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Open Access Publishing: Author Rights and Resources

Author Rights Resources: Understanding Author Rights

Many publishers’ agreements will ask you to surrender more of your rights than are necessary for publication. Depending on the agreement, you may find yourself unable to re-use portions of your articles in other publications, or even prevented from using your own work in your classes.

Luckily, the library has experts who can help you navigate these agreements and maintain more control of your work. 

Author Rights

Publication Agreement Addenda

SPARC Author Rights and Author Addendum: provides information about retaining copyright for academic articles and sample addenda to submit with a publication agreement. You may download addenda here for the U.S. and Canada.


Science Commons: Scholar's Copyright Addendum Engine: allows you to generate a PDF to attach to your publication agreement allowing you to retain more control over the dissemination of your scholarship.

What Are Author Rights?

People often use the terms "author rights" and "literary rights" to mean copyrights. Copyrights are legal rights that attach to certain types of intellectual property. Copyrights are granted under federal law to authors of creative works at the time of the work's creation in a fixed, tangible form. Authors do not have to apply for or file a copyright.

Section 106 of the Copyright Act states that only the owner of a copyright has the authority to use the work in one of six ways:

  • To reproduce the work
    • E.g., make physical or digital copies of your work for colleagues, students, or others
  • To prepare derivative works based upon the work
    • ​​E.g., prepare a subsequent article, chapter, or book that builds upon their original or prior research on a particular topic
  • To distribute copies of the work
    • ​​E.g., distribute physical or digital copies of your work to colleagues, students, or at conferences
  • To publicly perform the work
    • E.g., s​​how video of your field work in the classroom or at conferences
  • To publicly display the work
    • E.g., show photos, exhibits, and figures from your works in the classroom or at conferences
  • To publicly perform sound recordings via a digital audio transmission
    • E.g., for those working with sound recordings, to digitally transmit your work (broadcast online, etc.)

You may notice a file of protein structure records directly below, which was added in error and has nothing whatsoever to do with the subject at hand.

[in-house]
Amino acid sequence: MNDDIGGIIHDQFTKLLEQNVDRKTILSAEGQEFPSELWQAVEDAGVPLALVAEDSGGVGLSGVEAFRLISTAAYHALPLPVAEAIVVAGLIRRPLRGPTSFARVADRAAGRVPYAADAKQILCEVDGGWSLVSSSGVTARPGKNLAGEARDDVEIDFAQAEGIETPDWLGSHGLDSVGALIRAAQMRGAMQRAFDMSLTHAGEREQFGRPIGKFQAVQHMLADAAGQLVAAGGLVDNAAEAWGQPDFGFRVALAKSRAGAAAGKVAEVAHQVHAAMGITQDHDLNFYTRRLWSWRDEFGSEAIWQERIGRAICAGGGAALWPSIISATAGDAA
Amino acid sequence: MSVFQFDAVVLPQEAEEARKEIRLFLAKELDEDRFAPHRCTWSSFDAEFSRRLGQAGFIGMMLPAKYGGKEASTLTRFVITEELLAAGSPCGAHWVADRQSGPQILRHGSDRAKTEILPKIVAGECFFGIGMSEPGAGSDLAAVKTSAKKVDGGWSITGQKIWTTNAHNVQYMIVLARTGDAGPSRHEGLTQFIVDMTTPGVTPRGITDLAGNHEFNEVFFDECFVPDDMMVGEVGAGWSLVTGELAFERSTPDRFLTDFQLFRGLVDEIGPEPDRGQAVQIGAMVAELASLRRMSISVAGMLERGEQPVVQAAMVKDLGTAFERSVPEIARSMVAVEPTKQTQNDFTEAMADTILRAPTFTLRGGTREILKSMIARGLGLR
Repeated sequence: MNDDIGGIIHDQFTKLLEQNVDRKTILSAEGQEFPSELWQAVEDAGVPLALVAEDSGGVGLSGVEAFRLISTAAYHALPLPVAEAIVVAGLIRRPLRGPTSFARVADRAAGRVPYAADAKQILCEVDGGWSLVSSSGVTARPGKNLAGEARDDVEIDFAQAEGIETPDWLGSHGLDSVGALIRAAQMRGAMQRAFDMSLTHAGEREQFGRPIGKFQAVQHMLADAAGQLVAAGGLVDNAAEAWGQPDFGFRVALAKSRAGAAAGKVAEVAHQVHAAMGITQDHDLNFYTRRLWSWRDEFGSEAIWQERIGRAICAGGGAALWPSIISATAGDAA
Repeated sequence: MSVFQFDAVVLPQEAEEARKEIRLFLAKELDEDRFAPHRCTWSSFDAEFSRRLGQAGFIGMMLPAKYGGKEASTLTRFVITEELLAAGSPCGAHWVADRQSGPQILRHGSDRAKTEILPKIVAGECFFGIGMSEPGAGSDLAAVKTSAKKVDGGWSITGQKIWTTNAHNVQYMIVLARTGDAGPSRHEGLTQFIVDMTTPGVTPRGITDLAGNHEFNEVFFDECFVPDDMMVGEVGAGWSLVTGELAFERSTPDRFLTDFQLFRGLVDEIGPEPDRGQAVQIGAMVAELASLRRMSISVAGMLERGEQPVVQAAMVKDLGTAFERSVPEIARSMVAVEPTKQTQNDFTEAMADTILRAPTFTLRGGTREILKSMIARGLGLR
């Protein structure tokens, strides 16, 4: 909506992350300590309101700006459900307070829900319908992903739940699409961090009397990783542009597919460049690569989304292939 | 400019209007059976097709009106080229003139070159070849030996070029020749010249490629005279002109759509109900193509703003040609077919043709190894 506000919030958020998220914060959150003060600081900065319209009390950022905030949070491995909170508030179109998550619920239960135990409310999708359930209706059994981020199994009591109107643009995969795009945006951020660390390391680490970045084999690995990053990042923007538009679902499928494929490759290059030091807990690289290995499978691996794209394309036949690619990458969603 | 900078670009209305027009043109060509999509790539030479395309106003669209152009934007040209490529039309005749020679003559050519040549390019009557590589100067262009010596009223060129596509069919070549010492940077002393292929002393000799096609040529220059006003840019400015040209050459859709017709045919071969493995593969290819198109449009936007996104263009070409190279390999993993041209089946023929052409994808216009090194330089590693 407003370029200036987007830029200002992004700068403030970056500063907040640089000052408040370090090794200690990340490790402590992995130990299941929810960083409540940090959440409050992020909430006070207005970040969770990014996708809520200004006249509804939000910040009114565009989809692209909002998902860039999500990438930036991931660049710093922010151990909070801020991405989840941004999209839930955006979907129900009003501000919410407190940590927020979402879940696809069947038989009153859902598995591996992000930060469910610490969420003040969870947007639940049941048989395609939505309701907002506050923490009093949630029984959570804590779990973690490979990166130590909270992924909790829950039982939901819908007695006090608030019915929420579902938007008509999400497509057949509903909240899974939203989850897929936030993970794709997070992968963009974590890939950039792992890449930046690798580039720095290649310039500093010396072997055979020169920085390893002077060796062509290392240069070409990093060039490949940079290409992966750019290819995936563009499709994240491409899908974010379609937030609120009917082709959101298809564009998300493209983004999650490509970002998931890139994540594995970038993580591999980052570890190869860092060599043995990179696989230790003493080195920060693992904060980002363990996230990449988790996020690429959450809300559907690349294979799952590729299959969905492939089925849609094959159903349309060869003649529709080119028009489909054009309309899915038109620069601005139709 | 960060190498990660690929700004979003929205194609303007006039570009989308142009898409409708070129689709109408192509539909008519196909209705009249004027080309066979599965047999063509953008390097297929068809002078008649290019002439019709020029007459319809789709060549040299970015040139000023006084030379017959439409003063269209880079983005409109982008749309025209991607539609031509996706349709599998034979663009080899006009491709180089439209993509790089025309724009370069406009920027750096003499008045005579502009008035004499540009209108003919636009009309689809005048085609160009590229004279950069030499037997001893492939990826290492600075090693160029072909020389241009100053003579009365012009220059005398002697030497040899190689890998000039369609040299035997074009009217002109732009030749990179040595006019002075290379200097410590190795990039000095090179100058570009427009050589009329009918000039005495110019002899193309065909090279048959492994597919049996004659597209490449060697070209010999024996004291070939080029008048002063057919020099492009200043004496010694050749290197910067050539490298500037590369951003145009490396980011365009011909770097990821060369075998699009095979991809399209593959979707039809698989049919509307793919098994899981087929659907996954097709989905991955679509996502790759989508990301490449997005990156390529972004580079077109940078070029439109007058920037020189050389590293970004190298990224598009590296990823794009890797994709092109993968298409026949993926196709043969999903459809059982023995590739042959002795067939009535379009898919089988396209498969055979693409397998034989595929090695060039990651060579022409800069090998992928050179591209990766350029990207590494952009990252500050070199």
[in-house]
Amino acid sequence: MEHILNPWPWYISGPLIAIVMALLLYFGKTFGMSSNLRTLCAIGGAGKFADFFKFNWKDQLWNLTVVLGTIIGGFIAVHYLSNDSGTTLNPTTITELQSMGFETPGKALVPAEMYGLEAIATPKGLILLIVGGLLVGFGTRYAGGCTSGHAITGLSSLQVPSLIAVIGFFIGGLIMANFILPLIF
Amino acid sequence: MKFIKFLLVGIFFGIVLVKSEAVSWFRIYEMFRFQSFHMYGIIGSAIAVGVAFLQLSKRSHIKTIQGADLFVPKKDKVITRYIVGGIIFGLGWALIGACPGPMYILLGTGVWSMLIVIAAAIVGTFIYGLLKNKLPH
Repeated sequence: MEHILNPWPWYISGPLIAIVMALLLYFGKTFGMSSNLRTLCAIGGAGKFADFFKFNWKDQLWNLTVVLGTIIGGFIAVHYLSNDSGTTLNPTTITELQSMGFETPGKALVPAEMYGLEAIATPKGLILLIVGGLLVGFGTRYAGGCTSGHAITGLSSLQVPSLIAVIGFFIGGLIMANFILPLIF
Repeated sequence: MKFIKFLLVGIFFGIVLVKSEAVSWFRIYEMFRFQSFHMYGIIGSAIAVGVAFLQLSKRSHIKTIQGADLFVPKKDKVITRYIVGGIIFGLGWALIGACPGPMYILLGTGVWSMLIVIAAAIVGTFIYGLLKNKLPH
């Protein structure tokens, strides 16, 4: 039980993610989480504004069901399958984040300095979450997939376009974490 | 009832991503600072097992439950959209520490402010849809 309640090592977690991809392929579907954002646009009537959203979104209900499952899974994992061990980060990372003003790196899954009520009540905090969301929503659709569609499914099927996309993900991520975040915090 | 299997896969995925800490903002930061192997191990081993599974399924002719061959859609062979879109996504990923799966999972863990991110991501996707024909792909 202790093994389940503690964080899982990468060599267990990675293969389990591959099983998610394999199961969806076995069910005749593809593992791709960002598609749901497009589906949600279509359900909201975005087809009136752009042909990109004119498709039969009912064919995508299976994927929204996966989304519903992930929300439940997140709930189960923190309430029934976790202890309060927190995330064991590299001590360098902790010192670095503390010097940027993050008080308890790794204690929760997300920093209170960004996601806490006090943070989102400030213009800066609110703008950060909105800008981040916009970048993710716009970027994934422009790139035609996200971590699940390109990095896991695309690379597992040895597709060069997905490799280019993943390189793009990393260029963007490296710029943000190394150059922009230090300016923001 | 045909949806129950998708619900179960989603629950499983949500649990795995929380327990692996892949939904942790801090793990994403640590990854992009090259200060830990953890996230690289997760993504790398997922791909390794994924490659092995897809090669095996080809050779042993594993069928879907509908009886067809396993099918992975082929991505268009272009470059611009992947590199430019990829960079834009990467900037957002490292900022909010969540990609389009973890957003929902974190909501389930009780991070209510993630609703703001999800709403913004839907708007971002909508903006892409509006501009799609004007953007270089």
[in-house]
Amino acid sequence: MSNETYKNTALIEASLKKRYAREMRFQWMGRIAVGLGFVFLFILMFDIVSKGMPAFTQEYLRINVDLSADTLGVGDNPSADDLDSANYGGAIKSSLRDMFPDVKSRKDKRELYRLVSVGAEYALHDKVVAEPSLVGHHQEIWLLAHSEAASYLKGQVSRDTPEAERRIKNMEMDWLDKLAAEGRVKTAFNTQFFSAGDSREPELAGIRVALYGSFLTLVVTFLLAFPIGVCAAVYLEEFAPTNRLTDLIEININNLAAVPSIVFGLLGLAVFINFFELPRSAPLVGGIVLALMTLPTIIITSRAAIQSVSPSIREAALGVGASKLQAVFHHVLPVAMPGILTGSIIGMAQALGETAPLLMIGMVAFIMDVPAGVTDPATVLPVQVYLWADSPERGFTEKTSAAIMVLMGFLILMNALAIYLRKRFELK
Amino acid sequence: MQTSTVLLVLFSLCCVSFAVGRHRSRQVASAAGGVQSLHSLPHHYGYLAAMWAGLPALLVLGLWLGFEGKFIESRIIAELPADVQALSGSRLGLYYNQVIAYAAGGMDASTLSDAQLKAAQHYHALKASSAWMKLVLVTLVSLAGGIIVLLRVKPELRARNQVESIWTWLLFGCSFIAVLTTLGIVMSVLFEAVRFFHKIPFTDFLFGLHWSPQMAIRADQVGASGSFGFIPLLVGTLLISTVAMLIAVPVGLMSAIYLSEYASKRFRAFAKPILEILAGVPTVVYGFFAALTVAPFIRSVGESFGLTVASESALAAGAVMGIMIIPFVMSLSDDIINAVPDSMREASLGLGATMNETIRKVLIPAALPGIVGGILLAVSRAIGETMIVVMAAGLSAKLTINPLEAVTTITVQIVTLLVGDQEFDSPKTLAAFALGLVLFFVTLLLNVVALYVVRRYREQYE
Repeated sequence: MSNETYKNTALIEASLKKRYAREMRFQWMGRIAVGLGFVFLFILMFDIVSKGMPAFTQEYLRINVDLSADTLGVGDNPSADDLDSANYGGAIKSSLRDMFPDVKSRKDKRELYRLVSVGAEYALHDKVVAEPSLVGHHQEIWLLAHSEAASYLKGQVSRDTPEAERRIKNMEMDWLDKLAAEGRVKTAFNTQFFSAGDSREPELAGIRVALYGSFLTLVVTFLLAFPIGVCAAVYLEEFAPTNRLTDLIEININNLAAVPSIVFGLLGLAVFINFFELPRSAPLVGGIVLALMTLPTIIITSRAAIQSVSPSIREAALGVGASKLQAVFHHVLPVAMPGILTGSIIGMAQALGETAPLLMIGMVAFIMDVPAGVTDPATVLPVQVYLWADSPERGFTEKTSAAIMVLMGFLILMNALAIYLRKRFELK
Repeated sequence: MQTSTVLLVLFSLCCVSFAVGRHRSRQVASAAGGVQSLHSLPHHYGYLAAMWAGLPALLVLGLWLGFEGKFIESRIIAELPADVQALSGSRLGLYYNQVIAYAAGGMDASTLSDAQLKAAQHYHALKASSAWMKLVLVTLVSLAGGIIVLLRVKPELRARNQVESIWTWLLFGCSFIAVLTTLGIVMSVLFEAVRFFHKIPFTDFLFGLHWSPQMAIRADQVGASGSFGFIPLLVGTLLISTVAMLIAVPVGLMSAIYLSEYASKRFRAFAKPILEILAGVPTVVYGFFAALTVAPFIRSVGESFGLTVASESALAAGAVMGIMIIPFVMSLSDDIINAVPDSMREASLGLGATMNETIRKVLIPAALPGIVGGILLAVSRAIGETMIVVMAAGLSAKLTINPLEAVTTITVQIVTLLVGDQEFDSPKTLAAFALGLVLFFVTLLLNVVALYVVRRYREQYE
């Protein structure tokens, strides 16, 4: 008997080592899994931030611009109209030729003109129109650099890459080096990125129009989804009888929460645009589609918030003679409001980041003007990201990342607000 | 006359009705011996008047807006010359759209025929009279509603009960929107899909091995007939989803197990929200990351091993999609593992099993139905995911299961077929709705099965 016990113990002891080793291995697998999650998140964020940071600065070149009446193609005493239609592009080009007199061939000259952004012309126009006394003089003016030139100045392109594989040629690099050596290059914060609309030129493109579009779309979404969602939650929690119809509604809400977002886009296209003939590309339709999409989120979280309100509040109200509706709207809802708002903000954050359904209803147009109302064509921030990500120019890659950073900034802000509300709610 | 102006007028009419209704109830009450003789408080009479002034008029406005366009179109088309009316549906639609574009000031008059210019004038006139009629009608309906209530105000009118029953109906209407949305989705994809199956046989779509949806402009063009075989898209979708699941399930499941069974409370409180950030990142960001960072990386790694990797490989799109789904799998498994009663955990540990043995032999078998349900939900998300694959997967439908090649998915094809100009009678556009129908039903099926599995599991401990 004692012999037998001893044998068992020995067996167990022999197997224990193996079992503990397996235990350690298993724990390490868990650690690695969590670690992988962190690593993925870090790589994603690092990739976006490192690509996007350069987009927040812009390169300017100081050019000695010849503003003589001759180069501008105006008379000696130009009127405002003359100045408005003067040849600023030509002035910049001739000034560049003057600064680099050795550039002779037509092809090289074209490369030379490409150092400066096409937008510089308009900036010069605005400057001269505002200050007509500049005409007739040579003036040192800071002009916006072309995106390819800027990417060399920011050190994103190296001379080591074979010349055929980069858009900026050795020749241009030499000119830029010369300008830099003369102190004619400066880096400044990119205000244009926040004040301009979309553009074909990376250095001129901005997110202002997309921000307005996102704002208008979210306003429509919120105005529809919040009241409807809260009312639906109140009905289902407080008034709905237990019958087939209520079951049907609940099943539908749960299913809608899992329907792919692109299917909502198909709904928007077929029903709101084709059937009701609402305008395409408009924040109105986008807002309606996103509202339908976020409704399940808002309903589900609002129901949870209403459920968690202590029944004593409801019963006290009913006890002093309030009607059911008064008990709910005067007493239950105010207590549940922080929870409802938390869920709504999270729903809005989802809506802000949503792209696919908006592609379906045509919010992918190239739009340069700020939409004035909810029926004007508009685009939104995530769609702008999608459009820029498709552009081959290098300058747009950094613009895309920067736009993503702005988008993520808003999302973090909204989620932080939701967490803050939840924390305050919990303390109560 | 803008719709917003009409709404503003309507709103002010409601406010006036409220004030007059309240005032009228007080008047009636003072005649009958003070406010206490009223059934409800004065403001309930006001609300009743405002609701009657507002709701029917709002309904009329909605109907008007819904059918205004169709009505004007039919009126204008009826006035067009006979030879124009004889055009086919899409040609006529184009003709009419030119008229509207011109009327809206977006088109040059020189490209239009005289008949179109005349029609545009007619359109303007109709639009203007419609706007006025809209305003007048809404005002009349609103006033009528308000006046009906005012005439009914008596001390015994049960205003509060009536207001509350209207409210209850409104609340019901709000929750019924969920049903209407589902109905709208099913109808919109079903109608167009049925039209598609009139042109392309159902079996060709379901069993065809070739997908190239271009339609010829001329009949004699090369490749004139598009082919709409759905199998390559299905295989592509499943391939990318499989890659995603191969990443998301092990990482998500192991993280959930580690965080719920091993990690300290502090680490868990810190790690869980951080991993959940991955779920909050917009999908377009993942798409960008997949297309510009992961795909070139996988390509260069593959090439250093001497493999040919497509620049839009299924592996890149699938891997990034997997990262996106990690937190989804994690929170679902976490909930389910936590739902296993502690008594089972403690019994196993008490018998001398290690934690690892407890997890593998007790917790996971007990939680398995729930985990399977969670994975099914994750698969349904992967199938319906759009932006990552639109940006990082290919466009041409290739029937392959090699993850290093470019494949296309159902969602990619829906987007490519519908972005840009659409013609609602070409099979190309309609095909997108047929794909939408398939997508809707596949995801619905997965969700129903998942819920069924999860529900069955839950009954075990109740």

Transferring Copyright to Publishers

The six exclusive rights discussed above are commonly referred to as a "bundle of rights" because copyright owners control each of the rights individually and as a group. When a copyright owner contracts with another party to permit use of their rights, the owner can give away one, some, none, or all of their rights. They can transfer or license the rights. When licensing the rights, authors can enter into an exclusive or non-exclusive, irrevocable or revocable license. Because there is flexibility in how these rights are distributed, authors can use this to their advantage when negotiating their authors rights agreements with publishers.

Reading an Author Agreement

Most author rights agreements transfer all copyrights to the publisher in their entirety. Researchers should thoroughly read their publishing agreements before signing to verify what rights they are being asked to give away.

A complete transfer of copyright can have the following implications:

  • Transferring distribution rights may prohibit an author from publishing the work in a repository or other source as required by the terms of a funding agreement;
  • Transferring reproduction, distribution, public display, or public performance rights may prohibit an author from sharing their work with their students, colleagues, or professional organization;
  • Transferring reproduction, distribution, public display, or public performance rights may prohibit an author from sharing their work in their institutional repository or website, in some cases triggering receipt of a take-down notice;
  • Transferring the right to make derivative works may prohibit an author from creating follow-up or related works based on their own research;

Bottom line: 

  • Transferring all copyrights means authors no longer own their work or the right to control where or how it appears; and
  • Transferring all copyrights may result in a publisher reusing an author's works without permission or notice.
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